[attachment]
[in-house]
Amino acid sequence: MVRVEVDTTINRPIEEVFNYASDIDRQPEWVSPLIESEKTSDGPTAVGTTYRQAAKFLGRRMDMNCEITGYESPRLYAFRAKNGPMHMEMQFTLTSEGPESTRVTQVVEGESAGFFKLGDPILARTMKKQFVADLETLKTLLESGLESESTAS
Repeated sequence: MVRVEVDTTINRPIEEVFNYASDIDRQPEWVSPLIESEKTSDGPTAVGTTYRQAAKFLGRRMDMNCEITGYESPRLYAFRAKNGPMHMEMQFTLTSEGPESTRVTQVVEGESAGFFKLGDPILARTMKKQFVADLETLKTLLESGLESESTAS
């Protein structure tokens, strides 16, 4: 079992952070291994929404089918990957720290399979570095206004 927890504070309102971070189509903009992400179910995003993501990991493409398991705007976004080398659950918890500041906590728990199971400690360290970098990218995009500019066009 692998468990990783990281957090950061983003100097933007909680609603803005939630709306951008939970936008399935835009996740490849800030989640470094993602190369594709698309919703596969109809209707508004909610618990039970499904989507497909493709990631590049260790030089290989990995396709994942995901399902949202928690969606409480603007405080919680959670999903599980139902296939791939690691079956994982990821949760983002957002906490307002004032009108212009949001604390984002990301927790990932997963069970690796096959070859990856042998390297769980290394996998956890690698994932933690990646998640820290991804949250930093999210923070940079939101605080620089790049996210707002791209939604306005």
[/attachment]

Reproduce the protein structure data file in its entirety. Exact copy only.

[in-house]
Amino acid sequence: MVRVEVDTTINRPIEEVFNYASDIDRQPEWVSPLIESEKTSDGPTAVGTTYRQAAKFLGRRMDMNCEITGYESPRLYAFRAKNGPMHMEMQFTLTSEGPESTRVTQVVEGESAGFFKLGDPILARTMKKQFVADLETLKTLLESGLESESTAS
Repeated sequence: MVRVEVDTTINRPIEEVFNYASDIDRQPEWVSPLIESEKTSDGPTAVGTTYRQAAKFLGRRMDMNCEITGYESPRLYAFRAKNGPMHMEMQFTLTSEGPESTRVTQVVEGESAGFFKLGDPILARTMKKQFVADLETLKTLLESGLESESTAS
């Protein structure tokens, strides 16, 4: 079992952070291994929404089918990957720290399979570095206004 927890504070309102971070189509903009992400179910995003993501990991493409398991705007976004080398659950918890500041906590728990199971400690360290970098990218995009500019066009 692998468990990783990281957090950061983003100097933007909680609603803005939630709306951008939970936008399935835009996740490849800030989640470094993602190369594709698309919703596969109809209707508004909610618990039970499904989507497909493709990631590049260790030089290989990995396709994942995901399902949202928690969606409480603007405080919680959670999903599980139902296939791939690691079956994982990821949760983002957002906490307002004032009108212009949001604390984002990301927790990932997963069970690796096959070859990856042998390297769980290394996998956890690698994932933690990646998640820290991804949250930093999210923070940079939101605080620089790049996210707002791209939604306005």